The vote offers Antarctic tour operators two possible options:
- They must either commit to a 10-knot speed restriction within a specific time zone and area; or
- They must recruit an extra crewmate to monitor and record whale sightings within the said area and time zone.
These measures will apply from July 1, before the start of the 2019-20 Antarctic travel season, which starts in October.
Almost all humpback whale populations in the Southern Hemisphere are increasing since 1982, when commercial fishing for the species was banned, with some of these populations having approached their biological maximum.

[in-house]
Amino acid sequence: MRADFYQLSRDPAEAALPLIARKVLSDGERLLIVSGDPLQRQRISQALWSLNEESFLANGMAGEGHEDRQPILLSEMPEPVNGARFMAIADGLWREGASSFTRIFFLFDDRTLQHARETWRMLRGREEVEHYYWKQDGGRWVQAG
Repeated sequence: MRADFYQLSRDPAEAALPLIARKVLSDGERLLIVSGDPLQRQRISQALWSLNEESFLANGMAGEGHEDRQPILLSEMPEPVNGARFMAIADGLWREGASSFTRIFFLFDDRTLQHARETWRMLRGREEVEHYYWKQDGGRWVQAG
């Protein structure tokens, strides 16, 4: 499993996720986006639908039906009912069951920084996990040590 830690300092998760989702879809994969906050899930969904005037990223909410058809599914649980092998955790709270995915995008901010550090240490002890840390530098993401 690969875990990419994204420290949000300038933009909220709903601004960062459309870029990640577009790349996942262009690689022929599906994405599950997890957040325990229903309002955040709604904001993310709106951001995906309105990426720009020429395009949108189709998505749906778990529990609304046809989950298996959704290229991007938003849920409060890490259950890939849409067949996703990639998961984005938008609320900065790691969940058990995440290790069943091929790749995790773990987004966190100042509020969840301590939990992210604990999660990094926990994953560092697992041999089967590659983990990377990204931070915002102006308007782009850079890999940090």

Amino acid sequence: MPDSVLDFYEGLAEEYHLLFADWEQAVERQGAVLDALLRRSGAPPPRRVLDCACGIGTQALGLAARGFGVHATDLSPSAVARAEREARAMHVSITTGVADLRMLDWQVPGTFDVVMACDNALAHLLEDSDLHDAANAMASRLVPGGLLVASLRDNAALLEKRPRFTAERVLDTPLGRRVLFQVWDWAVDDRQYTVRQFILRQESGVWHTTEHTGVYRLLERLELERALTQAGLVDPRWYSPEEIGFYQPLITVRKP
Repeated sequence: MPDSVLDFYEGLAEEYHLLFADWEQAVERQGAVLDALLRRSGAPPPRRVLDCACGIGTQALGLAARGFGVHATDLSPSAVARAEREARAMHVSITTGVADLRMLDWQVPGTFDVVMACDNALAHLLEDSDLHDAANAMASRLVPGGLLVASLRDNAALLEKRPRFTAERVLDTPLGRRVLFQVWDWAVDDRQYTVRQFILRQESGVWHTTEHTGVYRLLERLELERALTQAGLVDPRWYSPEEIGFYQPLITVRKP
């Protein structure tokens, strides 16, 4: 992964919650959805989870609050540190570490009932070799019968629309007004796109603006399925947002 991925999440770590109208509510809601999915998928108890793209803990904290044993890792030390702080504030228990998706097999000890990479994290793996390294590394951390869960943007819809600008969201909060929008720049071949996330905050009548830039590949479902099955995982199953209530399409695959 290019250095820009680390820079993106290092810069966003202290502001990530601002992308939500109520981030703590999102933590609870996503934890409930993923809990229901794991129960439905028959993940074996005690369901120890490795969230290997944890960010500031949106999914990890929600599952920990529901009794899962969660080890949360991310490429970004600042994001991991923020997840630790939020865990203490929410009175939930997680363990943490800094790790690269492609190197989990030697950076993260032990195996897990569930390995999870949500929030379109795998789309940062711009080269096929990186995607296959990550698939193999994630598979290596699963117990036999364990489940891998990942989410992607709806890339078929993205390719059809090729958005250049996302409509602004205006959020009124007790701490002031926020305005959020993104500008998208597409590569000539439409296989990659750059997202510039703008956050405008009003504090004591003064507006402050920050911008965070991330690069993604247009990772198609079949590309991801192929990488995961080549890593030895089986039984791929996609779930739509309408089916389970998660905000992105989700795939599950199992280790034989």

However, these populations have the disadvantage of making whale strike more common, especially in areas where whales breed, socialize, migrate, and feed. IAATO’s new measures aim to mitigate this vulnerability, supporting the continued increase in whale populations.
Commenting on the new measures, Mark van der Hulst, Oceanwide Expeditions chief operating officer and IAATO executive committee chair, said that:
IAATO shows its commitment to safe and environmentally responsible travel through decisions like this. These measures were initially proposed as a smaller request, but IAATO members felt so strongly about them that we decided to make them mandatory
Van der Hulst added that both the Antarctic Treaty System and IAATO require tourism to affect Antarctica as little as possible.